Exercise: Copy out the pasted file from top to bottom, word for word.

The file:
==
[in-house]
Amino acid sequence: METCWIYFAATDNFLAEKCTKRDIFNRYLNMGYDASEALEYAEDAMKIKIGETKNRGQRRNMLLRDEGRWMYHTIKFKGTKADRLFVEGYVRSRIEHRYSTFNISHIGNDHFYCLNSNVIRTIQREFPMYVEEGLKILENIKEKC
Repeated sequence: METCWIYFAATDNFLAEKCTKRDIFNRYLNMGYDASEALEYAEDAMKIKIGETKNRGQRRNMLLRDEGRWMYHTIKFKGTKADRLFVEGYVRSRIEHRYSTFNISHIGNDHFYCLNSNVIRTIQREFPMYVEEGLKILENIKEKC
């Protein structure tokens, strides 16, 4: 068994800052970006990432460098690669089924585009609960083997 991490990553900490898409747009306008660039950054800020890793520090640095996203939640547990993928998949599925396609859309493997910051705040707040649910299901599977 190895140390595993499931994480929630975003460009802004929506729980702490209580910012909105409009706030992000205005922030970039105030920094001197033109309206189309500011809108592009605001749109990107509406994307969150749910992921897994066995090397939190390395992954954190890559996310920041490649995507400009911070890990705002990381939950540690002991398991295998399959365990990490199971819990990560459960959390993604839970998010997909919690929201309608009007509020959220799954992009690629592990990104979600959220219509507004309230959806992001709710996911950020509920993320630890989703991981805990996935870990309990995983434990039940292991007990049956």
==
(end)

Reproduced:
[in-house]
Amino acid sequence: METCWIYFAATDNFLAEKCTKRDIFNRYLNMGYDASEALEYAEDAMKIKIGETKNRGQRRNMLLRDEGRWMYHTIKFKGTKADRLFVEGYVRSRIEHRYSTFNISHIGNDHFYCLNSNVIRTIQREFPMYVEEGLKILENIKEKC
Repeated sequence: METCWIYFAATDNFLAEKCTKRDIFNRYLNMGYDASEALEYAEDAMKIKIGETKNRGQRRNMLLRDEGRWMYHTIKFKGTKADRLFVEGYVRSRIEHRYSTFNISHIGNDHFYCLNSNVIRTIQREFPMYVEEGLKILENIKEKC
């Protein structure tokens, strides 16, 4: 068994800052970006990432460098690669089924585009609960083997 991490990553900490898409747009306008660039950054800020890793520090640095996203939640547990993928998949599925396609859309493997910051705040707040649910299901599977 190895140390595993499931994480929630975003460009802004929506729980702490209580910012909105409009706030992000205005922030970039105030920094001197033109309206189309500011809108592009605001749109990107509406994307969150749910992921897994066995090397939190390395992954954190890559996310920041490649995507400009911070890990705002990381939950540690002991398991295998399959365990990490199971819990990560459960959390993604839970998010997909919690929201309608009007509020959220799954992009690629592990990104979600959220219509507004309230959806992001709710996911950020509920993320630890989703991981805990996935870990309990995983434990039940292991007990049956």